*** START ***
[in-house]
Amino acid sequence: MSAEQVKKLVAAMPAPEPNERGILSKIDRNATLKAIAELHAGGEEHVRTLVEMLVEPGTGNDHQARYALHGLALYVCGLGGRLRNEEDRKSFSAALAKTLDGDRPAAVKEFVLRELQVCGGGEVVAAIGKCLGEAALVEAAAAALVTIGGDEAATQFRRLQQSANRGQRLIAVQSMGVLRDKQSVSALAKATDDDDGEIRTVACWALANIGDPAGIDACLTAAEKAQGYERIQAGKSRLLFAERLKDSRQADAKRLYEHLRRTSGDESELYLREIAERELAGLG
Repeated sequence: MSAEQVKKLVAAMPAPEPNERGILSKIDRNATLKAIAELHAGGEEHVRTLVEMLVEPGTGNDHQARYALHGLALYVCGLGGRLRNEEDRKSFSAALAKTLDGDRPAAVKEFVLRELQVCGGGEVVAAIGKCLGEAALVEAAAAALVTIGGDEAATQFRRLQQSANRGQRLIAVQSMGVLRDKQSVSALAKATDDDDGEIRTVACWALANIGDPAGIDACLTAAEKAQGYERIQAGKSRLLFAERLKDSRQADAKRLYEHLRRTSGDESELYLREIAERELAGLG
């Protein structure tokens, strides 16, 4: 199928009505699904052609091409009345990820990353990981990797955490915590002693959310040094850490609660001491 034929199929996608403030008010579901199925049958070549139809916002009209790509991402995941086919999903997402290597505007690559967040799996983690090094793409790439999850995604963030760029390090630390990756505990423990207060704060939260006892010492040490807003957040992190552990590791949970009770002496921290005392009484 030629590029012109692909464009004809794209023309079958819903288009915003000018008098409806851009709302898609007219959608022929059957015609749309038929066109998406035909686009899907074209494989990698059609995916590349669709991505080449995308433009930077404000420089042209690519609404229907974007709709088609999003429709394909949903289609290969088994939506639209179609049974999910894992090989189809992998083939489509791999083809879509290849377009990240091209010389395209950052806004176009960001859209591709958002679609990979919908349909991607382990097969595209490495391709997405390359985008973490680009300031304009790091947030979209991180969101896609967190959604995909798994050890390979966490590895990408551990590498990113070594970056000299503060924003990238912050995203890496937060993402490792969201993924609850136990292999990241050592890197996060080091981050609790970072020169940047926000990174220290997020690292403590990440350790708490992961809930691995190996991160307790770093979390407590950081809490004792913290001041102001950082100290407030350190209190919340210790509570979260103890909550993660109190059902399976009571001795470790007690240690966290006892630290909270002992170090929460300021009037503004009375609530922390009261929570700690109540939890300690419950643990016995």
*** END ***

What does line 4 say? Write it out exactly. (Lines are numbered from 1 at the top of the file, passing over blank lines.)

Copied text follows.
């Protein structure tokens, strides 16, 4: 199928009505699904052609091409009345990820990353990981990797955490915590002693959310040094850490609660001491 034929199929996608403030008010579901199925049958070549139809916002009209790509991402995941086919999903997402290597505007690559967040799996983690090094793409790439999850995604963030760029390090630390990756505990423990207060704060939260006892010492040490807003957040992190552990590791949970009770002496921290005392009484 030629590029012109692909464009004809794209023309079958819903288009915003000018008098409806851009709302898609007219959608022929059957015609749309038929066109998406035909686009899907074209494989990698059609995916590349669709991505080449995308433009930077404000420089042209690519609404229907974007709709088609999003429709394909949903289609290969088994939506639209179609049974999910894992090989189809992998083939489509791999083809879509290849377009990240091209010389395209950052806004176009960001859209591709958002679609990979919908349909991607382990097969595209490495391709997405390359985008973490680009300031304009790091947030979209991180969101896609967190959604995909798994050890390979966490590895990408551990590498990113070594970056000299503060924003990238912050995203890496937060993402490792969201993924609850136990292999990241050592890197996060080091981050609790970072020169940047926000990174220290997020690292403590990440350790708490992961809930691995190996991160307790770093979390407590950081809490004792913290001041102001950082100290407030350190209190919340210790509570979260103890909550993660109190059902399976009571001795470790007690240690966290006892630290909270002992170090929460300021009037503004009375609530922390009261929570700690109540939890300690419950643990016995």